High uric acid levels can come from a number of potential factors that can be caused by decisions you are making inadvertently. Here, I will discuss some of the most likely causes of high uric acid levels.
The most obvious thing that doctors will need to explore when you are presenting with high levels of uric acid would be if there are any signs of kidney damage. The kidneys are very important when it comes to processing urea. This is a by-product of digestion and when there is a problem with your kidneys, your body will not be able to process urea as effectively. As a result, levels of uric acid, the precursor of urea, will be higher. You will need to go for an examination to check your creatinine levels and BUN in order to make sure that your kidneys are working effectively. You may need more extensive examination studies like an ultrasound in order to make sure that the blood supply to the kidneys is also adequate.
Once it has been determined that your kidneys are not the cause of your high uric acid levels, the road is no straighter to determine what else could be the underlying cause. The diet you follow can be another cause of why you will have high levels of uric acid. Diets high in purines are likely to cause a build-up of uric acid. These would be foods like liver, anchovies, sardines, dried beans, and peas typically.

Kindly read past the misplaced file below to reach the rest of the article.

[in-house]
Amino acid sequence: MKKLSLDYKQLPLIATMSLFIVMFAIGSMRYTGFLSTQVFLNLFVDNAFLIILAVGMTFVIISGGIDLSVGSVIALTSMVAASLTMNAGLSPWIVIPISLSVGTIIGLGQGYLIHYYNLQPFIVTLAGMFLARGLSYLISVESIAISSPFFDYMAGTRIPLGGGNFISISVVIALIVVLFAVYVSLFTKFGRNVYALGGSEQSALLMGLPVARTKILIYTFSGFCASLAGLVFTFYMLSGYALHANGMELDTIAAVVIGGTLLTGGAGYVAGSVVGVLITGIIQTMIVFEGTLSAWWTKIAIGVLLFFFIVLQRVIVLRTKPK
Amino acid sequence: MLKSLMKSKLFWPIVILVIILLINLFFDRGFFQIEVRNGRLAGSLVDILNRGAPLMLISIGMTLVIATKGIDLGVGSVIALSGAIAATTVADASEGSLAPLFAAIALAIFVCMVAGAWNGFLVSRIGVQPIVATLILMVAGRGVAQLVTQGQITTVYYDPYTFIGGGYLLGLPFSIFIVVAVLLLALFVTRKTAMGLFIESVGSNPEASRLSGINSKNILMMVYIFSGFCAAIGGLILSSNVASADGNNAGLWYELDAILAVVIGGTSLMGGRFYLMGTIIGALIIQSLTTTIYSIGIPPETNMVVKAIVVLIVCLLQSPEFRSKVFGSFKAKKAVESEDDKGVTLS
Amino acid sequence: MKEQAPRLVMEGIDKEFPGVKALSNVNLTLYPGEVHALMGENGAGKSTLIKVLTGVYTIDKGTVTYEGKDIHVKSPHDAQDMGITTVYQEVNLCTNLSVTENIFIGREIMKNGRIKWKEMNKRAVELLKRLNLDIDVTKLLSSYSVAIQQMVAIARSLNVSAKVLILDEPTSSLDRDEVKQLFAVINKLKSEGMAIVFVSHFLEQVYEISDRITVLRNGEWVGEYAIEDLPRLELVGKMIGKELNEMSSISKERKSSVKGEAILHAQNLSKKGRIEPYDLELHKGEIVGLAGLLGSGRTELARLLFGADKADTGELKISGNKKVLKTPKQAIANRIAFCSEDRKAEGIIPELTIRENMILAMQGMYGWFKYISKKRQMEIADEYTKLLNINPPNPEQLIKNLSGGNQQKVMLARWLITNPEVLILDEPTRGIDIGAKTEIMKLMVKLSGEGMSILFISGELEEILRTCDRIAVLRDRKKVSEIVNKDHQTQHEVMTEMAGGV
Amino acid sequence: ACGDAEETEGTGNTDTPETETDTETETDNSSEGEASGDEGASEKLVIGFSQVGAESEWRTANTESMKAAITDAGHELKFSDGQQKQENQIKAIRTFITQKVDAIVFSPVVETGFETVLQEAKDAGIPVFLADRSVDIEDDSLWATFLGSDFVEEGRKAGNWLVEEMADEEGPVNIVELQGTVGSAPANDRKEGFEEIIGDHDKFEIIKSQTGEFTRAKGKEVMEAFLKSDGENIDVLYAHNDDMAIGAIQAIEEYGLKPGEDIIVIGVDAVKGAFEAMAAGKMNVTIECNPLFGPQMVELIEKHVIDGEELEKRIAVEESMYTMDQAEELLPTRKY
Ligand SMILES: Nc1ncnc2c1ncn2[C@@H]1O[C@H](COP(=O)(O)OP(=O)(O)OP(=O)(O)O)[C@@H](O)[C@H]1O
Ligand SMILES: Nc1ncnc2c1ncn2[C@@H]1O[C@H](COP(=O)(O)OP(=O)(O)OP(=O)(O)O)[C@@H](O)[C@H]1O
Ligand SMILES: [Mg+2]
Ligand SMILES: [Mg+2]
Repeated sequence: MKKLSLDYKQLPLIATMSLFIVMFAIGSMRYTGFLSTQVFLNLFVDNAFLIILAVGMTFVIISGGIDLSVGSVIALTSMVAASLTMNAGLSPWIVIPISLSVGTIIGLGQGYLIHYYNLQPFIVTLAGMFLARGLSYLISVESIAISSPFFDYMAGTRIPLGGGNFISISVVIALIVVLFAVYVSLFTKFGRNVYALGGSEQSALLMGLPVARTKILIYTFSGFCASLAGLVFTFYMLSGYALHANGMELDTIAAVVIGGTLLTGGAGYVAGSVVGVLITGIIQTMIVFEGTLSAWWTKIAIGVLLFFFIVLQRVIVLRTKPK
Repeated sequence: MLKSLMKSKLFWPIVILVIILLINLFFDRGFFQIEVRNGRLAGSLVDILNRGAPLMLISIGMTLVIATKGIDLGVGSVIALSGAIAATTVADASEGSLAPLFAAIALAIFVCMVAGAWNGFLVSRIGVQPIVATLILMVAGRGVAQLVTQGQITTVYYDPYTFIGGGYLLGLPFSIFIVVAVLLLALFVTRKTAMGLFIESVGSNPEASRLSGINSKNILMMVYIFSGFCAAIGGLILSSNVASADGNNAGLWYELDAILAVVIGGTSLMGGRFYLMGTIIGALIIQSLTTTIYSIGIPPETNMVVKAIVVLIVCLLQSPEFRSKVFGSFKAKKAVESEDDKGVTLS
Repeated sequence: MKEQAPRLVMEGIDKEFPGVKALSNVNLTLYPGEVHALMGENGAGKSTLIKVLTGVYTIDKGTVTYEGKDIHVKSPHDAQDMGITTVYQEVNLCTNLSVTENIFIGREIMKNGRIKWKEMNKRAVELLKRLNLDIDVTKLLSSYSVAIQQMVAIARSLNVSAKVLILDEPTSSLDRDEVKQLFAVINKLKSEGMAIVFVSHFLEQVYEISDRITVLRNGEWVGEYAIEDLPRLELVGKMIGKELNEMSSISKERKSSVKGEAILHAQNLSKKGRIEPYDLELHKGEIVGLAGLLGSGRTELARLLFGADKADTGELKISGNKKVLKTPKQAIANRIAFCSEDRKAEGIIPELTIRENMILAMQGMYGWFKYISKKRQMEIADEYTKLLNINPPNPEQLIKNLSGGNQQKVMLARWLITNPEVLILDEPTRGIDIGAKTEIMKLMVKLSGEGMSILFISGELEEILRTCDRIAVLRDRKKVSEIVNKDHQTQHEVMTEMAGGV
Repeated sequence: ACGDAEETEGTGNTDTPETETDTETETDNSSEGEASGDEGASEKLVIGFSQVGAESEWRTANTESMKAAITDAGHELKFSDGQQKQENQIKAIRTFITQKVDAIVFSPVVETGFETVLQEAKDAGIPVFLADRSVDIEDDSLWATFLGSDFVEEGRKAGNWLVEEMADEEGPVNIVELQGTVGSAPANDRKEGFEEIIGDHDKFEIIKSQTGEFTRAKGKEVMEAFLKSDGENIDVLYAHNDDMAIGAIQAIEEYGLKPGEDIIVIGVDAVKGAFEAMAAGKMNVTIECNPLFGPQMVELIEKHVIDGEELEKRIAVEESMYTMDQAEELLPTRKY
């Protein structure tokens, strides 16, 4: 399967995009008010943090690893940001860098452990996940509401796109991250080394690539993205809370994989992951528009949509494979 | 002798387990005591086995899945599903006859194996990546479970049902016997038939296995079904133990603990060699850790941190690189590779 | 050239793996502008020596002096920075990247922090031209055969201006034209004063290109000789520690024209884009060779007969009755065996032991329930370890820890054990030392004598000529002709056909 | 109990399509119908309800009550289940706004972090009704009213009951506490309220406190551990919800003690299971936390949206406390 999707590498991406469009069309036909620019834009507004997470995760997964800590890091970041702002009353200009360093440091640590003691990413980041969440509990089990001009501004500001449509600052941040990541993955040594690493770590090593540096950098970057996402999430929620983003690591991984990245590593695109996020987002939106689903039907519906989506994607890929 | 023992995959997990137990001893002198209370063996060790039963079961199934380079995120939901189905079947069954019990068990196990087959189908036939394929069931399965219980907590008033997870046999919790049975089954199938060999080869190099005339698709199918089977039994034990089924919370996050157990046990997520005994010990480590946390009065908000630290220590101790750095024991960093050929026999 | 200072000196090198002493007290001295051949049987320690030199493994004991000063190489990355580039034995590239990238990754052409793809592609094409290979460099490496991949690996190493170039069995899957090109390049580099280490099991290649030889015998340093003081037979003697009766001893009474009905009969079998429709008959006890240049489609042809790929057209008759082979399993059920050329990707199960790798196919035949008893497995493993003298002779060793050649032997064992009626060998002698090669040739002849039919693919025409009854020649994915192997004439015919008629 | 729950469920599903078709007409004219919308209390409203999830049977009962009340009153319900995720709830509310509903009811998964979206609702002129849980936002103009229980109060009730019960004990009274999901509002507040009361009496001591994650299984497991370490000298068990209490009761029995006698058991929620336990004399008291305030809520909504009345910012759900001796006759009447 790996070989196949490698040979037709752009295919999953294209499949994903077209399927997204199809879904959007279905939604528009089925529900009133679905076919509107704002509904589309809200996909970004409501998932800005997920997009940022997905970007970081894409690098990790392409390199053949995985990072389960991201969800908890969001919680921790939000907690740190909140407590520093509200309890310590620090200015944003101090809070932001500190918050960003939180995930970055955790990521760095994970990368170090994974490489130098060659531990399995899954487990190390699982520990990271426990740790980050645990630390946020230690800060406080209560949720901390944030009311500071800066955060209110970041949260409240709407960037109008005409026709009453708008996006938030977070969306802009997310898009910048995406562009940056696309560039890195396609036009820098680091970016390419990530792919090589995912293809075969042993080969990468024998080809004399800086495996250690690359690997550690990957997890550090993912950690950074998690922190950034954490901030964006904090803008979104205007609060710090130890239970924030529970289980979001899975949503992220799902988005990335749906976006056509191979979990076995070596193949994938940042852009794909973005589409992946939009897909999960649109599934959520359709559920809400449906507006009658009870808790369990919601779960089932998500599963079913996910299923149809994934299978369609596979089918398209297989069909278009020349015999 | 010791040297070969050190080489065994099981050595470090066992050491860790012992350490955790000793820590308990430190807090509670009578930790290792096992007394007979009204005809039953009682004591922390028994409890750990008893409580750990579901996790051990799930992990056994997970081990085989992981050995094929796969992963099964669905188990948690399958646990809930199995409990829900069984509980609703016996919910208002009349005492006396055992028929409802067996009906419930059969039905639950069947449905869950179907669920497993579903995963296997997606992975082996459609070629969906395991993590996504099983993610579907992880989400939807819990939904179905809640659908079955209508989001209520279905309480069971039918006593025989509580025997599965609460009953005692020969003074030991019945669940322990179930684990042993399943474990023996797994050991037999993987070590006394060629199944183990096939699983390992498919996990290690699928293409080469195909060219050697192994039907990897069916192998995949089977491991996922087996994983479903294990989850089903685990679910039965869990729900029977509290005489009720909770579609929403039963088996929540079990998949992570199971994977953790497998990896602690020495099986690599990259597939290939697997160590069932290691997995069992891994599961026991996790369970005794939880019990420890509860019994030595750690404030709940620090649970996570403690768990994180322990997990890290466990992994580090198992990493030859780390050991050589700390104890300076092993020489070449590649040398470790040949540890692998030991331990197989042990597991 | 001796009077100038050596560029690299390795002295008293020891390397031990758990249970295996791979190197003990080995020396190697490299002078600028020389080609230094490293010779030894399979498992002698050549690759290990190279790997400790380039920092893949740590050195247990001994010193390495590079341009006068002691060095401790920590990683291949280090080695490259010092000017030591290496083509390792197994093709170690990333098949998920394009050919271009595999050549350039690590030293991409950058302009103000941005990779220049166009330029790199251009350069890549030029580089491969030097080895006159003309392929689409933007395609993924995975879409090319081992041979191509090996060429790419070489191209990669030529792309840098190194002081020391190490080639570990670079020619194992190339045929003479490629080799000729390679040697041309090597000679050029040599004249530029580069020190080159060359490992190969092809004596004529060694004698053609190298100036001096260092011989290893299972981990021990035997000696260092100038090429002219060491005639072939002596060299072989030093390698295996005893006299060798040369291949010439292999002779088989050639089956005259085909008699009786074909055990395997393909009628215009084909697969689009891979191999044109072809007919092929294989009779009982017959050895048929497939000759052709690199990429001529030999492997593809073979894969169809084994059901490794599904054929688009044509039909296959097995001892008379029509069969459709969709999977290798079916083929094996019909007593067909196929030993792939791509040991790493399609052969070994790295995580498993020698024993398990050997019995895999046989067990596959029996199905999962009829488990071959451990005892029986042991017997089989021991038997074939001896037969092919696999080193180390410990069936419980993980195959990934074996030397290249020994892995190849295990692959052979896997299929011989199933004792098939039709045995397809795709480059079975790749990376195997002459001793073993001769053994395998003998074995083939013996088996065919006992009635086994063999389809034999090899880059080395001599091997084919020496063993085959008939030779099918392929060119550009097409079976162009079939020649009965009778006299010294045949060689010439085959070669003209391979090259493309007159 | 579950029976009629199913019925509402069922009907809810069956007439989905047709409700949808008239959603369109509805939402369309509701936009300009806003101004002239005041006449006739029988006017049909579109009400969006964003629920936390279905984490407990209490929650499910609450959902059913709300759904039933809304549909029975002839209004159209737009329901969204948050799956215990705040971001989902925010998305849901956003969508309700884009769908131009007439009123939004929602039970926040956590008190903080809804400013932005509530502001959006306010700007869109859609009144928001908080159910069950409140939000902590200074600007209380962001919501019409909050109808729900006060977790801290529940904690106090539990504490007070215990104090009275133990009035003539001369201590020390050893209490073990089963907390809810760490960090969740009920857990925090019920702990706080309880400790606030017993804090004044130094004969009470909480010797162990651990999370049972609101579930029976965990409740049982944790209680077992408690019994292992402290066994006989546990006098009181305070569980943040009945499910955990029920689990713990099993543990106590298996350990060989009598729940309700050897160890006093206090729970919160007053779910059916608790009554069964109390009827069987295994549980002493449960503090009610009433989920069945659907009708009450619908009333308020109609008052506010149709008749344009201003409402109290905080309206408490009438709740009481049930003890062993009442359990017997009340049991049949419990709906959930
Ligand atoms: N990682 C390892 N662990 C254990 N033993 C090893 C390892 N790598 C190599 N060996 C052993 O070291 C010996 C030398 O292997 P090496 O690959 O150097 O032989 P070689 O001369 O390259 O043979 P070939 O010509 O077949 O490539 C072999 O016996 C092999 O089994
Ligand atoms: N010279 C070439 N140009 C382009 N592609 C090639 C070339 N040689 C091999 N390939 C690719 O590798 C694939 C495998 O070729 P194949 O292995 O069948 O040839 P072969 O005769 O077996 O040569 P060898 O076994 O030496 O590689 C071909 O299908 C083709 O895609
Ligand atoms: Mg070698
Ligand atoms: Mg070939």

Not only can the food you eat be a reason that you have high uric acid levels, what you drink can also have a substantial impact on the levels of uric acid. Drinking alcohol can cause increased levels of uric acid. Not only will it damage the kidneys indirectly, but alcohol can also retard the processing of uric acid digestion by blocking enzymes responsible for their digestion.
Medications like niacin can also cause increased levels of uric acid. This is a medication that will be prescribed if a patient has high levels of triglycerides and cholesterol. Even if it works remarkably at reducing your bad blood test results, it will lead to an accumulation of uric acid as cholesterol and triglyceride units are digested to increase the level of uric acid in the body.
Low thyroid levels also increase the level of uric acid that you may see on blood tests. The thyroid is a very important endocrine organ that can regulate not only the kidneys but also most other organs in our bodies. When thyroid levels are low, there will not be the same stimulus to your kidneys in order to get them to function as effectively.
If all of these common causes of high uric levels have been ruled out, another possibility is a genetic predisposition. Patients who have a family history of high uric acid levels often have several cases of relatives been affected by this disease. Ask your close family if they have ever been diagnosed with a high uric acid level. 
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